In each of the books I have read about building tiny houses on a trailer, the first step is to level the trailer. And it is. It’s the first step, yet none of them really go into much more depth than one sentence, maybe two. It’s important to level the trailer. Sounds simple enough. In the end it wasn’t that complicated, but it wasn’t that straightforward either.
I had read on someone’s blog that they went to Canadian Tire and bought axle jacks. I could see how an axle jack could work, unfortunately for me, it didn’t work all that well. The axle jacks was able to purchase do not have the ability to adjust their height in small increments. In order to adjust in small increments you would either have to use shims or shift the placement of the jack along the frame of the trailer. I wanted my axle jacks to be placed on the inner part of the trailer so that I don’t kick them or trip over the paving stones I put them on as I am building.
I am not keen on the idea of using shims particularly since the difference in height I needed ranged from 1/2″ to 1 1/2″, that’s an awful lot of shim. The only shim I could find of that size is a metal shim used for log splitting, they are heavy and the one I saw was rusty. No thank you.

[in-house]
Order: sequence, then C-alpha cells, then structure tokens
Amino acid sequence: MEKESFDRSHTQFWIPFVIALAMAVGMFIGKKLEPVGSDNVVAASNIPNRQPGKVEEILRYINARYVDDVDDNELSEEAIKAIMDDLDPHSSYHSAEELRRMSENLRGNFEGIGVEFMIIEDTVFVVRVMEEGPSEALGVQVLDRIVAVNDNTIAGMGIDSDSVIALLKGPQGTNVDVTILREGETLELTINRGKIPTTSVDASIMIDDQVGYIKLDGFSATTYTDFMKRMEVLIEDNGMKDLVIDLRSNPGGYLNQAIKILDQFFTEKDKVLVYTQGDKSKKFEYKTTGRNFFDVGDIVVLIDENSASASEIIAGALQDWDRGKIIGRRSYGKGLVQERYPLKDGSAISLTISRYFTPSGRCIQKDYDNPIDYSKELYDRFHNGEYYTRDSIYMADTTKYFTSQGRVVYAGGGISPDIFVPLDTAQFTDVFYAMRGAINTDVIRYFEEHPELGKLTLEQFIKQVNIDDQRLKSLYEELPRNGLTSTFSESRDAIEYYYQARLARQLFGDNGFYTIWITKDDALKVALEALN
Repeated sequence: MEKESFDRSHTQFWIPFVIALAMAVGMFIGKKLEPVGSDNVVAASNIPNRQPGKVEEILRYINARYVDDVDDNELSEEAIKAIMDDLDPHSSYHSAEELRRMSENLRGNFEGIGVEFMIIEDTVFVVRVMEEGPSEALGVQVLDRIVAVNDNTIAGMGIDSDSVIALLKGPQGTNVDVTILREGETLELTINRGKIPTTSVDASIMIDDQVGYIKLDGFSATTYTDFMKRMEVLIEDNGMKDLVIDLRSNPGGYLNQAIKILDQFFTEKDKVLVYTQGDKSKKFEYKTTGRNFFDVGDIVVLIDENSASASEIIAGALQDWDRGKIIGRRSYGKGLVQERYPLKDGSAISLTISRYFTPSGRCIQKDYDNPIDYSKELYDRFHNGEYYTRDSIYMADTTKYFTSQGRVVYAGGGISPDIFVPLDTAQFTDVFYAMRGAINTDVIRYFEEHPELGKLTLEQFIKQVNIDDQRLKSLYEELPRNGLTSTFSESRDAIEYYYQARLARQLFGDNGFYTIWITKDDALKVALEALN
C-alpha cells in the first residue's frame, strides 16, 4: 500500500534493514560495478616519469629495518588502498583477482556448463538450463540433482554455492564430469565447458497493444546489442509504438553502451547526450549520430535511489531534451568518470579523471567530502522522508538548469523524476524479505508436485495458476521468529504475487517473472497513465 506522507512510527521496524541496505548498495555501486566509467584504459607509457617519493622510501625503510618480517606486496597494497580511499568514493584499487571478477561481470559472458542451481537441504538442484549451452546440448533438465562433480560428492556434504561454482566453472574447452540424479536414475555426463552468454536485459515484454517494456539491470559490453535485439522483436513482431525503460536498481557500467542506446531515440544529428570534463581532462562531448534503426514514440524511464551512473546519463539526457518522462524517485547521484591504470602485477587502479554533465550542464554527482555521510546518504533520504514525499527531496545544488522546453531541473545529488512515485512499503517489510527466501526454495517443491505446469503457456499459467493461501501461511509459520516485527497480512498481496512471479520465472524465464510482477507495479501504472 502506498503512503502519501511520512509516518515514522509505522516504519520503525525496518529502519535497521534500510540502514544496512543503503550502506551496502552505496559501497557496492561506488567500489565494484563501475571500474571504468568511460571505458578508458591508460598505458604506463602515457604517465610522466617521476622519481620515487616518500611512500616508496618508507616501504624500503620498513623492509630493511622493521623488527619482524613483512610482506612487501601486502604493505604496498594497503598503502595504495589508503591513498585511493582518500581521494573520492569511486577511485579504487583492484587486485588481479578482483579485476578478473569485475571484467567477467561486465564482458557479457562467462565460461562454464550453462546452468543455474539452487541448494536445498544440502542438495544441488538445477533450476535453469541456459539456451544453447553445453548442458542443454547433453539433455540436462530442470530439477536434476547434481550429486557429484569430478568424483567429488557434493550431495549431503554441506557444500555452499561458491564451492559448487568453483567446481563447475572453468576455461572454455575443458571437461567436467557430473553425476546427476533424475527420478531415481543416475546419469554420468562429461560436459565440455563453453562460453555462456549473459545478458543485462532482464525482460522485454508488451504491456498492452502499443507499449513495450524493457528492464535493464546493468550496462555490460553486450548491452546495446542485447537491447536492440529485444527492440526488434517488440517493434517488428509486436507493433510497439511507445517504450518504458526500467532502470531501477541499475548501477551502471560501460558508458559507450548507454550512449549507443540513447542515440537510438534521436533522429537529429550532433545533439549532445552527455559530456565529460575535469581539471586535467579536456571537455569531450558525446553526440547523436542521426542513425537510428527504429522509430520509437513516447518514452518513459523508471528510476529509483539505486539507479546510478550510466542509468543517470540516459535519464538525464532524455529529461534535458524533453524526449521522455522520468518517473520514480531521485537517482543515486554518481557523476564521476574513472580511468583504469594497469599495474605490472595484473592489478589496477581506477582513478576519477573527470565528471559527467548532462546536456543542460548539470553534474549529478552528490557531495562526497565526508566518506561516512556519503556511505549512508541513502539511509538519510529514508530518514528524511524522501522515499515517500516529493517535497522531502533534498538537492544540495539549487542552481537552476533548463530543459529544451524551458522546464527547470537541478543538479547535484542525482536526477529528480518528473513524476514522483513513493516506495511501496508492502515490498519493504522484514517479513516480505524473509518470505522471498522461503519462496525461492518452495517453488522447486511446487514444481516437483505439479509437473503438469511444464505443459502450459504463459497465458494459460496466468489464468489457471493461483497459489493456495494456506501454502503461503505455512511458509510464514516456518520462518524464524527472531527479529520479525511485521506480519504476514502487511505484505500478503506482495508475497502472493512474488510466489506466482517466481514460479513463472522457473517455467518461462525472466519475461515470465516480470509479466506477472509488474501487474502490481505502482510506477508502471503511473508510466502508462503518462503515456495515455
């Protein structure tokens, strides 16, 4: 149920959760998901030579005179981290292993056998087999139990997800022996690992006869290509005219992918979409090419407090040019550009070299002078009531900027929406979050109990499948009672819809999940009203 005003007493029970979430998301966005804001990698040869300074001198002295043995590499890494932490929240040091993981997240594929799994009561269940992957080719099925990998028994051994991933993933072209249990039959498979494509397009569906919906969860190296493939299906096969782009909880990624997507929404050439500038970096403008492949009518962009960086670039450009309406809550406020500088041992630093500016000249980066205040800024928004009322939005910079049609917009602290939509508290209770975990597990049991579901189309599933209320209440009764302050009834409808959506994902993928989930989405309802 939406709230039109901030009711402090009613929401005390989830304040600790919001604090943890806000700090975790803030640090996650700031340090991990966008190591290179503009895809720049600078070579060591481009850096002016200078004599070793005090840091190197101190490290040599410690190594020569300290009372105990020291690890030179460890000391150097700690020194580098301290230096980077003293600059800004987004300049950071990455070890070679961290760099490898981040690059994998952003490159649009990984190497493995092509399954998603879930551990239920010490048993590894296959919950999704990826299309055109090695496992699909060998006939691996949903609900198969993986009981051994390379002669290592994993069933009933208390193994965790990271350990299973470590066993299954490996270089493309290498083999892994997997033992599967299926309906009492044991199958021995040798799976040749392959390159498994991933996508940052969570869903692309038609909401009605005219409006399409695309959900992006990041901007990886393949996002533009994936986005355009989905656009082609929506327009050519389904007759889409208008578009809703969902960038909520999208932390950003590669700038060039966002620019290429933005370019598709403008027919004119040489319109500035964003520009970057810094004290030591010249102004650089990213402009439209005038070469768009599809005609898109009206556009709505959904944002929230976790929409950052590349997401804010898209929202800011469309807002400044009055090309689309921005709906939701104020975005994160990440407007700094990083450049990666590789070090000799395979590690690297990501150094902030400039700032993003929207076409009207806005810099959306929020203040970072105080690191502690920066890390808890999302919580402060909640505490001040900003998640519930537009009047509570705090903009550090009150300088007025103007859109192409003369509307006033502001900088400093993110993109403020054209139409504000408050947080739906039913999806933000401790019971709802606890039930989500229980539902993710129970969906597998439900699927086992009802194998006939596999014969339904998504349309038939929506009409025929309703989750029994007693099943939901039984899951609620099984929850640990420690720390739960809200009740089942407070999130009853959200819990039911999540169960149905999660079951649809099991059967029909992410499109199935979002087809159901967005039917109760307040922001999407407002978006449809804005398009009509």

Back to the drawing board or the internet to find a stabilizing jack that can handle upwards of 7 tonnes. I was able to find such a beautiful thing at an RV supply store 30 minutes from my build. I bought 4 jacks. I also scoped some tire covers and other fun RV items, but they will have to wait for another day.
Another helpful and though not completely straightforward hint, use a laser level. I used laser levels in different context when I was working in theatre as a stage manager. We used them to help tape out any given production’s set on the floor, but never to level a trailer. My dad set up one of his laser levels on a camera tripod and we went about levelling the trailer. He has a very handy bumper jack and we used his jack in conjunction with the jack built into the tongue of the trailer to raise each of the 4 corners of the trailer to place the stabilizing jacks and lower the trailer back onto the stabilizing jacks. It took several times raising and lowering the stabilizing jacks to get the trailer level. We checked for level with the laser light on a camera stand and by measuring the distance on the diagonal angles (corner to corner) to make sure they were the same. We achieved level.